Caltrans comes out with work zone safety campaign featuring workers’ children
Caltrans will pay $37 million to settle a lawsuit over a construction worker who was paralyzed after a driver struck him eight years ago.
The California Department of Transportation settled with lawyers representing Kyle Anderson, who was 20 at the time of the incident, after the department appealed a Humboldt County Superior Court jury decision two years ago awarding Anderson $57 million, according to a news release from Redding law firm Reiner, Slaughter & Frankel, which represents Anderson.
“This preventable incident irreparably changed the lives of Kyle and his parents, Matt and Robin Anderson,” attorney Russell Reiner said in a news release. “This settlement will help ensure that Kyle will receive the 24/7 medical care he requires.”
Anderson was working for All Phase Excavating on a Caltrans wiring project on Highway 101 in Eureka in 2011. While crouched in a trench about 1 a.m., a driver crossed onto the road shoulder and hit him.
Anderson is completely paralyzed and has been diagnosed with “locked in” syndrome, a condition in which a person is conscious but unable to communicate. His family knows he’s aware of his surroundings because he has responded to movies and to the presence of friends with his eyes, Reiner said.
Caltrans had approved a lane closure request from the contractor, but a resident engineer denied the lane closure for the site, Reiner said.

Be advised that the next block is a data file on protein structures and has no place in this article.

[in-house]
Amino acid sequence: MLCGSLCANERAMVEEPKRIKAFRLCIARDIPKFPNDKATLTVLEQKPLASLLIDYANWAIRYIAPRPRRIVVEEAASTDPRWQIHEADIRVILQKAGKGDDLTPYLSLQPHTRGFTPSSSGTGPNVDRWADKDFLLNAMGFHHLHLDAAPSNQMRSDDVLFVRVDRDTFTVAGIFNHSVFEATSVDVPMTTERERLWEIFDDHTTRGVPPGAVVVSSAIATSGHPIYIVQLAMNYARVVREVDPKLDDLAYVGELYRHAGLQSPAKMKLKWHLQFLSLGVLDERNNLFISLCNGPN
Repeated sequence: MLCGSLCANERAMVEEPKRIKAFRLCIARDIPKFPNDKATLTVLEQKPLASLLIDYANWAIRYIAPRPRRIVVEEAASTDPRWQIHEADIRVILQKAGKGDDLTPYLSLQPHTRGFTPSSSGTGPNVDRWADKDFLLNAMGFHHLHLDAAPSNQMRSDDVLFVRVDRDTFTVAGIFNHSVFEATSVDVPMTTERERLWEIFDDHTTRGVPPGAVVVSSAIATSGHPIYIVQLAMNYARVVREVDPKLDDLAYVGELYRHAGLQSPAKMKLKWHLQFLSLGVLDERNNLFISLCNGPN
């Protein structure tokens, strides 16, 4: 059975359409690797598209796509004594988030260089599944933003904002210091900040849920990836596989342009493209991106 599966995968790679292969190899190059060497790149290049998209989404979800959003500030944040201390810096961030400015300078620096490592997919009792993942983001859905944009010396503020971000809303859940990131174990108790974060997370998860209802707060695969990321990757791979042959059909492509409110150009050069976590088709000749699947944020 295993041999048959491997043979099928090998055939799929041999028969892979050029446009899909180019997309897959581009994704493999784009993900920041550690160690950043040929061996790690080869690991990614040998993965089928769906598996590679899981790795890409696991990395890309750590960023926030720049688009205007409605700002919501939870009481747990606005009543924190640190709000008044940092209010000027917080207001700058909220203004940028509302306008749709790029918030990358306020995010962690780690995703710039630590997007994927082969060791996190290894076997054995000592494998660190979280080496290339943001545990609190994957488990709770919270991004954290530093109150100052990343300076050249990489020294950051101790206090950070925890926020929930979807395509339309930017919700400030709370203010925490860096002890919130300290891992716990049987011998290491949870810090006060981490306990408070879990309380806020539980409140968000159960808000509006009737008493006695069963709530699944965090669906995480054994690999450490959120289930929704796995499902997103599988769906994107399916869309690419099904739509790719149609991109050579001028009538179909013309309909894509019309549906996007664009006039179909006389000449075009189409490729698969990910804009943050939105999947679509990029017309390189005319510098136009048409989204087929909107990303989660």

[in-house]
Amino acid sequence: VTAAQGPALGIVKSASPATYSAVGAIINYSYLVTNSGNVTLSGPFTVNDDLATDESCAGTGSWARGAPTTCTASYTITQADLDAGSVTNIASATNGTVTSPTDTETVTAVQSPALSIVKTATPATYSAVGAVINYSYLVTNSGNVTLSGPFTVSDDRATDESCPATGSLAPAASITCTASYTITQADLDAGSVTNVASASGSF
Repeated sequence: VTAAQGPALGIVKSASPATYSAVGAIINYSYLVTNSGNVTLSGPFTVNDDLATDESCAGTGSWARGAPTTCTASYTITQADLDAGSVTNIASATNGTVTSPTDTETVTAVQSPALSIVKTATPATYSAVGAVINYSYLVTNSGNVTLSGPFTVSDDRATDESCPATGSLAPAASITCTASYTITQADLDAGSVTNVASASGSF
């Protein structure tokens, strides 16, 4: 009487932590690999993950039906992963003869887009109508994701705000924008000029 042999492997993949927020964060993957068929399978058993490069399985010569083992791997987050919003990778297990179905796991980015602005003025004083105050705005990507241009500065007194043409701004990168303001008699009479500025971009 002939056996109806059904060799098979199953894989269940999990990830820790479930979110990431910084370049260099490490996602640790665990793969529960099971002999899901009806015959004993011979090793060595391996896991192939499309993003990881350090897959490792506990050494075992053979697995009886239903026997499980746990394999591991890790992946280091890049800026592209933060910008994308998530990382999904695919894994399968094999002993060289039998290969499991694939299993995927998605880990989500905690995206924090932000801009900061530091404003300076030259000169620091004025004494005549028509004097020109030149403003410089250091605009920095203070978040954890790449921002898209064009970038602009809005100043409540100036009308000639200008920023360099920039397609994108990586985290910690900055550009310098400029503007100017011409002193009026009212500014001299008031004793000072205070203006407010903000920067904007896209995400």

When a contractor parked a back hoe near the site to close the lane, a Caltrans engineer ordered it moved, Reiner said. A traffic light was put up in its place, but the light was positioned so it shined into the eyes of oncoming drivers, he said.
The jury found that driver Selena Ranney was negligent, but that her error in drifting onto the road shoulder was not a substantial factor in causing the harm Anderson suffered.
A jury assigned 100 percent of the fault for the incident to Caltrans in early 2017 and set amounts for medical expenses, lost earnings and nonfinancial suffering. Caltrans appealed the decision.
An appellate court affirmed most of the lower court’s verdict but scheduled a jury trial on whether the driver was partially at fault. On the first day of the jury trial, the case settled, Reiner said.
The settlement reduced the noneconomic damages to $17.5 million from the $35 million the jury awarded, Reiner said. He said Caltrans attorneys had indicated they would appeal again no matter the outcome of the appellate verdict.
“Kyle Anderson and his family needed care for their son,” Reiner said, explaining the decision to settle.
“This case has been actively litigated for years,” Caltrans spokesman Matt Rocco said in an emailed statement. “The Department is hopeful this settlement agreement will allow both parties to reach closure on this tragic event.”
The settlement money will pay for new technology that will allow Anderson to communicate through eye movements, Reiner said.
Reiner said he and Kyle Anderson’s parents decided to publicize the settlement in hopes of prompting Caltrans to make improvements.
There were no lessons learned,” he said. “That is why now that this has settled I’m reaching out, and for the parents, so that Caltrans follows its rules so that others aren’t injured and suffer these catastrophic injuries like Kyle suffered.”